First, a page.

By Christie L. Chicoine
CS&T Staff Writer

PHILADELPHIA – During the day, Peter Balzano keeps students in line as the assistant principal for student services at Lansdale Catholic High School in Lansdale, Montgomery County.

After the school bell – up until Oct. 23 – Balzano kept order at Citizens Bank Park in South Philadelphia as a member of the 2010security detail for the Philadelphia Phillies.

He just completed his second season as a member of the Phillies’ security detail and will return for a third season next year. {{more}}

Saturday, Oct. 23, was the sixth game in the best-of-seven National League Championship Series between the Phillies and the San Francisco Giants. The Giants captured the NLCS pennant, winning four games to the Phillies’ two, and are currently playing the Texas Rangers in the World Series.

“I think everybody there, from workers to players to fans thought we were going to have a Game Seven,” Balzano said.

“It’s disappointing when you think you’re going to go all the way – and when even the experts say you’re going to win it all – and then you end up losing. The Giants played very well. It was just one of those things – it just wasn’t working out for us.

“All season, I think the Phillies were the better team in baseball….

“The fans were sellout crowds all year, very loud and enthusiastic.”

The lifelong Phillies fan considers it a privilege to work for the Phillies “family” and has fun observing the cadre of other “characters” who come to the game.

Among this year’s characters was the male fan who resembled Jason Werth who coated himself in gold spray paint from head to toe, carried a replica World Series trophy. Another was the female fan who dressed up as a rally towel.

And then there are those fans who couldn’t make it inside the ballpark because they somehow “misplaced their tickets.”

“People will pretty much try anything to get into a game,” Balzano said. The pleas run the gamut: ‘My family has my ticket – they’re inside.’ ‘I’m related to this certain judge who works downtown.’ ‘I have family members who work for the Phillies.'”

Among the most common appeal to get into the game sans ticket: “It’s my birthday – can you please let me in?”

Throughout any game, the randomness of running into the many people he knows – among them former students and current students – never ceases to amaze Balzano. “You don’t realize how many people you actually do know, or who know you.”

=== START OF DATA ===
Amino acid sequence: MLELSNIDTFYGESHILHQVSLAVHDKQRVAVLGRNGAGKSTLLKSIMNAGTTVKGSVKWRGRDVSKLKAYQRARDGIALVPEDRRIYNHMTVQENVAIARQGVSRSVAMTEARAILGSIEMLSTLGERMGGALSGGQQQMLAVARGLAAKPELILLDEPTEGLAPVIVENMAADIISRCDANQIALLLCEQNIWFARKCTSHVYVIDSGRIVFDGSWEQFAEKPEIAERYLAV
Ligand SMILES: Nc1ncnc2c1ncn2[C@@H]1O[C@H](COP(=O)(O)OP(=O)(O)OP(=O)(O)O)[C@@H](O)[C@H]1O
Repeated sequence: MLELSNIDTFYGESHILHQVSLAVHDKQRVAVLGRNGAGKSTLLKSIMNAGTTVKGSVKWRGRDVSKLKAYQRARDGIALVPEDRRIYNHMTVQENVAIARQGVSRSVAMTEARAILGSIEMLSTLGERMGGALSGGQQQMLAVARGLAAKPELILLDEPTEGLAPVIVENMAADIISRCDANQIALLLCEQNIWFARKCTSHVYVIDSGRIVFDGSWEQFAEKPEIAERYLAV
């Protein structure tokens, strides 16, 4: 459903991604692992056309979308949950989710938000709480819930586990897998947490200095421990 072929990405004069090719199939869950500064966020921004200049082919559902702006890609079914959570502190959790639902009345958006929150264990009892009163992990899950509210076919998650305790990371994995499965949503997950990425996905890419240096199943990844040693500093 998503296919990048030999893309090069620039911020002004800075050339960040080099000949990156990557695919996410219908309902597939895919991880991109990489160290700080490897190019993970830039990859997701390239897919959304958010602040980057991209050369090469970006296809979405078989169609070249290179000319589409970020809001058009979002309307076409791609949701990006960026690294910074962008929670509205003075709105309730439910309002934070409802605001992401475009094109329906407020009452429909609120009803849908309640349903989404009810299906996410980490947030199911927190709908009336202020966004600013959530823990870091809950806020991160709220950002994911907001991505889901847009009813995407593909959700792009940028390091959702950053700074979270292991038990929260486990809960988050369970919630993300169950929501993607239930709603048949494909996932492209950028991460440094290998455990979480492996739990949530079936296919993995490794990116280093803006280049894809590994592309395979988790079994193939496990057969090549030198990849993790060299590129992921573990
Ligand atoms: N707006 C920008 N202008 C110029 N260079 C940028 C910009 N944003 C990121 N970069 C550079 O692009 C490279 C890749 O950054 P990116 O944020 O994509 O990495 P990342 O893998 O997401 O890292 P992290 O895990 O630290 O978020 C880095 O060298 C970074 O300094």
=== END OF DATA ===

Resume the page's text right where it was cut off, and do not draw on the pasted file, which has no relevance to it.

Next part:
Balzano’s typical work day or night with the Phillies begins when he reports to the ballpark three hours before the game. From the time the gates open – typically, an hour-and-a-half to two hours prior to the game – up to the first inning, Balzano is stationed in the family waiting area, a room below the stands reserved for the family members of Phillies players and the visiting team.

From the first inning through the seventh inning, he and his crew are assigned to the concourse in Sections 112 to 123, approximately 30 rows from the field on the first base side of home plate up thr first base line.

For the eighth inning, he returns to the family waiting area, where he remains until an hour after the game, when the visiting bus departs the ballpark parking lot.

For Balzano the beauty of the ballpark was crafted by the Creator. “God’s given many people talents to keep that ballpark looking great.

“If you have your faith and you are a Catholic, I think you see God in everything, you see Jesus everywhere,” he said.

Balzano sees both in the players on and off the field. “It’s so great that we have such talented players. Seeing them work hard and come back from injuries, they realize, too, that it is a precious gift; it’s God’s gift, and they have to work at it….”

CS&T Staff Writer Christie L. Chicoine may be reached at 215-587-2468 or